Now or Never

After losing his parents, this 18-year-old is raising the alarm about mental health

When Noah Irvine was five, his mother ended her life. Ten years later, his father died of an accidental drug overdose. So Irvine is telling politicians: "Don't let another child end up in the situation that I ended up in."
Noah Irvine phoning MPs across Canada (Dawn Matheson)

"Don't let another child end up in the situation that I ended up in."

Those are strong words for a young man. It's probably because 18-year-old Noah Irvine has suffered more loss than most teenagers.

When he was five, his mother ended her life. Ten years later, when Irvine was 15, his father died of an accidental drug overdose. At the root of their deaths was mental illness.

Last year, when Irvine was in Grade 10, he wrote a letter about mental health for a class assignment. His teacher was so impressed she insisted he do something with his letter.

"I did feel that my parents were let down by the system that supposedly works. But I haven't seen that first-hand," he said. "I wanted to make clear to the government of Ontario but also the government of Canada that it hasn't worked and the system has failed."

So Irvine and his grandfather, Ross Irvine, looked up all 338 addresses for MPs across Canada. Noah printed personalized letters, signed each one, addressed the envelopes and mailed them out in February, 2017.

Noah Irvine mailing 338 letters to MPs across Canada in February, 2017 (Ross Irvine)

By June of 2017 he had only received 40 replies.

Irvine was so disheartened at the lack of response to his letters, he sent a press release to the media. Some of his points included:

  • Canada is the only G7 country that does not have a national suicide prevention strategy.
  • The mental health disease burden in Ontario is 1.5 times higher than that of cancer and heart disease combined.
  • Canada loses nearly 4,000 people to this epidemic every year.

Last August, he started calling the MPs, from B.C. to Newfoundland, and he continues to make phone calls — to ministers, mayors and more. Irvine considers it a lot of fun.

Noah Irvine shares a laugh with his grandfather Ross Irvine. (Dawn Matheson)

"At the end of the day, I'm a normal kid who likes to do what I'm doing. It's not scary to do this."

People sometimes mistake Irvine for being older than his years. 

"They often feel that I'm 40 years old and then when I tell them to Google me, they're kind of baffled that some of the first images of me are in a ball cap," he explained. 

Noah Irvine reads one of the responses he's received from an MP. (Dawn Matheson)

Each response that Irvine receives encourages him to continue.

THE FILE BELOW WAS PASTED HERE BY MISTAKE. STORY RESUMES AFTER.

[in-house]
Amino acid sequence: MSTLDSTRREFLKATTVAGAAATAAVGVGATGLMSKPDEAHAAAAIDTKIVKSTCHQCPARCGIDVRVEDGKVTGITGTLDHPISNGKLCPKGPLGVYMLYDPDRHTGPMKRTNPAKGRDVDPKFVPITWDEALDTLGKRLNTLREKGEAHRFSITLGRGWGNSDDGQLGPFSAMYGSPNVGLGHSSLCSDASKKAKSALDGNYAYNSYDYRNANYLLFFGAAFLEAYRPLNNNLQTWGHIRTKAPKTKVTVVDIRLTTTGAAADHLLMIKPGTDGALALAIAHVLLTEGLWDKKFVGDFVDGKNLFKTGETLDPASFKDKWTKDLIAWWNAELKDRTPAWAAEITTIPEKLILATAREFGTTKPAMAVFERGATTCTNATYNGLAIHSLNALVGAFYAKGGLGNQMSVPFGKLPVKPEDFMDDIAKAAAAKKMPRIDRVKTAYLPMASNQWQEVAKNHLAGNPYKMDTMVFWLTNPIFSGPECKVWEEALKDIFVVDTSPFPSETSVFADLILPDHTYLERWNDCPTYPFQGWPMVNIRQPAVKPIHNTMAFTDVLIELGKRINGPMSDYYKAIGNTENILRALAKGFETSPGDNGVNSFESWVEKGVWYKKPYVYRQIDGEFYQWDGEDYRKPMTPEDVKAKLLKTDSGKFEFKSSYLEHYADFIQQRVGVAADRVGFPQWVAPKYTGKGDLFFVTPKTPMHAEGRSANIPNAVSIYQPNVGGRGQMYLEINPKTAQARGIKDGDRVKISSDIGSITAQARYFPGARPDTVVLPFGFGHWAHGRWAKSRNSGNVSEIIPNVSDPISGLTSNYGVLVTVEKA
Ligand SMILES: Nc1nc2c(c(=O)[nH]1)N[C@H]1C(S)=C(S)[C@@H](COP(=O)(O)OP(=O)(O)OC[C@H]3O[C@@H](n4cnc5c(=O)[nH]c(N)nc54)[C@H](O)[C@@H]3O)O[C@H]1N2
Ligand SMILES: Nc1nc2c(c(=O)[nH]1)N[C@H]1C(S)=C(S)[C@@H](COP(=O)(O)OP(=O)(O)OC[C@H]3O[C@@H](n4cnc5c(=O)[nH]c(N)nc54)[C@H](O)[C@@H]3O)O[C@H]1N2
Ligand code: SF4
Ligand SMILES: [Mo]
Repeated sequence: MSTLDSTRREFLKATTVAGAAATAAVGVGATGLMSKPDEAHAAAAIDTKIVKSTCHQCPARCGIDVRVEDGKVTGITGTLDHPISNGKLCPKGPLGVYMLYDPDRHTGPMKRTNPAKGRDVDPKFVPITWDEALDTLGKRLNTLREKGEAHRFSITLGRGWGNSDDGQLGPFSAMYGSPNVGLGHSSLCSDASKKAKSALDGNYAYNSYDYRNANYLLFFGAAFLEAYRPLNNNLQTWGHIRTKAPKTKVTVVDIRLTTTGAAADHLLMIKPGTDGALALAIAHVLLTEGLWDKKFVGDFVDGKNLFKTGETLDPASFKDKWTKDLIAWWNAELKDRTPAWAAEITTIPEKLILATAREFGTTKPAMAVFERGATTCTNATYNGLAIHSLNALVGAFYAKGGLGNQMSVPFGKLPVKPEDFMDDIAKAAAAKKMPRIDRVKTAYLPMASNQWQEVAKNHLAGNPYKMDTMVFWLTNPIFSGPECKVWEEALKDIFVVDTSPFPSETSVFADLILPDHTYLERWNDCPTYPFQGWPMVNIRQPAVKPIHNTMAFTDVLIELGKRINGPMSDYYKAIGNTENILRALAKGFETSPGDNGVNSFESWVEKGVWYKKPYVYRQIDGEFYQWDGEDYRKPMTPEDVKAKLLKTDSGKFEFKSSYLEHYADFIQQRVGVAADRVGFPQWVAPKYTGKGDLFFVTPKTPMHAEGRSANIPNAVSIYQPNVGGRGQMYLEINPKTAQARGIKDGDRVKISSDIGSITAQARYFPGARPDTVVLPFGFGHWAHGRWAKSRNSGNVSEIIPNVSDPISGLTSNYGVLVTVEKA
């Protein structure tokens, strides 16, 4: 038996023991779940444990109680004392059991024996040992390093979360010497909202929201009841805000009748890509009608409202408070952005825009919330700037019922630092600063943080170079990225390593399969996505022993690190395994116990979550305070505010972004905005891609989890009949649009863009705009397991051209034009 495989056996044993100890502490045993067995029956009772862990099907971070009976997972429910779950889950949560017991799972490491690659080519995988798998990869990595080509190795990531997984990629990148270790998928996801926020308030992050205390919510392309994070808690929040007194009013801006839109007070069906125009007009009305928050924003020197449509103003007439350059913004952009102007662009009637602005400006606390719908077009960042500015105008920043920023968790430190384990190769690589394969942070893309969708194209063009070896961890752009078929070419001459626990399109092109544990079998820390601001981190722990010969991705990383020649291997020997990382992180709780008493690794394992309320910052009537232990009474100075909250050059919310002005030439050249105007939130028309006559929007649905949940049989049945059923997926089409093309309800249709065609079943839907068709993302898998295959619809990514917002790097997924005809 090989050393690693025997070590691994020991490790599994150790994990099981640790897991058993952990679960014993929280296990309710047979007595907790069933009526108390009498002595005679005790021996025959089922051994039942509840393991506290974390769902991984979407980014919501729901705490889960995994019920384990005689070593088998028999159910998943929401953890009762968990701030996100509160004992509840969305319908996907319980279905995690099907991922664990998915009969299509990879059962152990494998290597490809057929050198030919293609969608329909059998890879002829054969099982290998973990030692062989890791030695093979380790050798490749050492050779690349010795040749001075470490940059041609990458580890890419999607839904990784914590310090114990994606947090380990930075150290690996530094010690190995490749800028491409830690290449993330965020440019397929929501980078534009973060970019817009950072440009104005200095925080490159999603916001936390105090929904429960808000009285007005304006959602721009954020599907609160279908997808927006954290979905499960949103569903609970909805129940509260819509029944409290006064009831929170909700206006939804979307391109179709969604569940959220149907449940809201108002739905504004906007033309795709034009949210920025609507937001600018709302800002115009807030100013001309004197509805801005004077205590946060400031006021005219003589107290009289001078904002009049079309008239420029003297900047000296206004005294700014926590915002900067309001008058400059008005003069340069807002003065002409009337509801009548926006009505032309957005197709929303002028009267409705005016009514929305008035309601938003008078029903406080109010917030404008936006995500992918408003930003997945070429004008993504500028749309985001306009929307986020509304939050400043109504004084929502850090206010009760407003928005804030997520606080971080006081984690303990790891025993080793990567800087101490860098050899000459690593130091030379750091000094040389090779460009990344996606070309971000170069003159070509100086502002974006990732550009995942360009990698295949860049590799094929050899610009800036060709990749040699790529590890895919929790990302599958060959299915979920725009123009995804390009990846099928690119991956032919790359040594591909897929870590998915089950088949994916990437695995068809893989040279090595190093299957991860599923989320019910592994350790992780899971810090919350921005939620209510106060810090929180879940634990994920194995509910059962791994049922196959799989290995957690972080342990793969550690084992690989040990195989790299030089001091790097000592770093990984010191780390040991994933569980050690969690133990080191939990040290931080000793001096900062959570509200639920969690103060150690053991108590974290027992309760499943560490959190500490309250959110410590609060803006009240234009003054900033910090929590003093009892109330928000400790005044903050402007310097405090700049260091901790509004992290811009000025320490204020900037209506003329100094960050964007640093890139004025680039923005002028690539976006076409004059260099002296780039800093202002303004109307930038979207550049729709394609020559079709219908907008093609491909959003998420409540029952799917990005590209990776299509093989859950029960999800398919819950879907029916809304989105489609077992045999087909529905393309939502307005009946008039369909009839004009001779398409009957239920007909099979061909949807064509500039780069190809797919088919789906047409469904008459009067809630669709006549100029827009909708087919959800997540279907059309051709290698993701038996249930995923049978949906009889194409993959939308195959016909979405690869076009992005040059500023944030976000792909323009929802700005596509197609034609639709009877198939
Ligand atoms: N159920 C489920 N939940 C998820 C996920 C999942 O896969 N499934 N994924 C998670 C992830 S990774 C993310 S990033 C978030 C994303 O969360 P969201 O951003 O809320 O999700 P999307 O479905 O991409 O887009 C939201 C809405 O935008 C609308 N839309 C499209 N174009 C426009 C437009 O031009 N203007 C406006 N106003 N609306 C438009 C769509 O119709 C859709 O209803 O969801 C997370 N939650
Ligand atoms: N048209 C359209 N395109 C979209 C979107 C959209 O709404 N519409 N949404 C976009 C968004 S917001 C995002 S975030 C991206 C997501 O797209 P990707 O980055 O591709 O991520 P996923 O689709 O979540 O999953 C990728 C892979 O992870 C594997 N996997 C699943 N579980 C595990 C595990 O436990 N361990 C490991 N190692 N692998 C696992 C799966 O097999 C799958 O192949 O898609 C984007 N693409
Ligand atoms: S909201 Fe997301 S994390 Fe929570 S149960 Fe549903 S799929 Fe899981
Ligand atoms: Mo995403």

"To write each provincial legislature is a goal of mine so that nobody can say 'I didn't write you' and so I can say I tried everybody and it's up to them now," he said.

He's even spoken with Prime Minister Justin Trudeau. According to his grandpa, that call didn't phase Noah one bit.

"The Prime Minister went on for two minutes and Noah just said 'excuse me Mr. Prime Minister'," laughed his grandpa. " I have two things I want to talk about."

"He got through his two items and said 'I know you're a busy guy'," he continued. "'I've said what I'd like to say and I would like to thank you for the call'."

"And that was it. My mouth dropped open!" Noah's grandpa exclaimed.

Despite all he is doing, Noah Irvine insists he's still a normal kid.

"I still hang out with my buddies. I watch hockey. I watch football," he said.  "And I work part-time. This doesn't consume every facet of my life."

According to his grandpa, Noah is considering a career in political sciences.

"Before Noah started this whole campaign" he explained, "he had no interest in going on to college or university. He's now very excited about attending." 

Noah Irvine has advice for people who are faced with mental health issues. 

"I would encourage them to keep going, to not give up," he said. "And I would encourage them to push for change."

"When you have people across the country asking for change in their provinces and in their communities," he continued, "that's when we as a country work together and actually stop this issue in its tracks."

"There's no excuse why you should be on a waiting list for 18 months," he said. "If I went to a hospital with a broken leg and they said: 'wait 18 months,' just to see a doctor — we wouldn't stand for it."

"Yet with mental health we seem to not be aware that it is also a pressing issue."

Noah Irvine is just getting started.

"I will stop when I feel that no other kid in Canada will go through the same sadness that I've gone through," he said. "It doesn't have to happen."

To learn more about Noah's campaign, go to Step Up and Do Better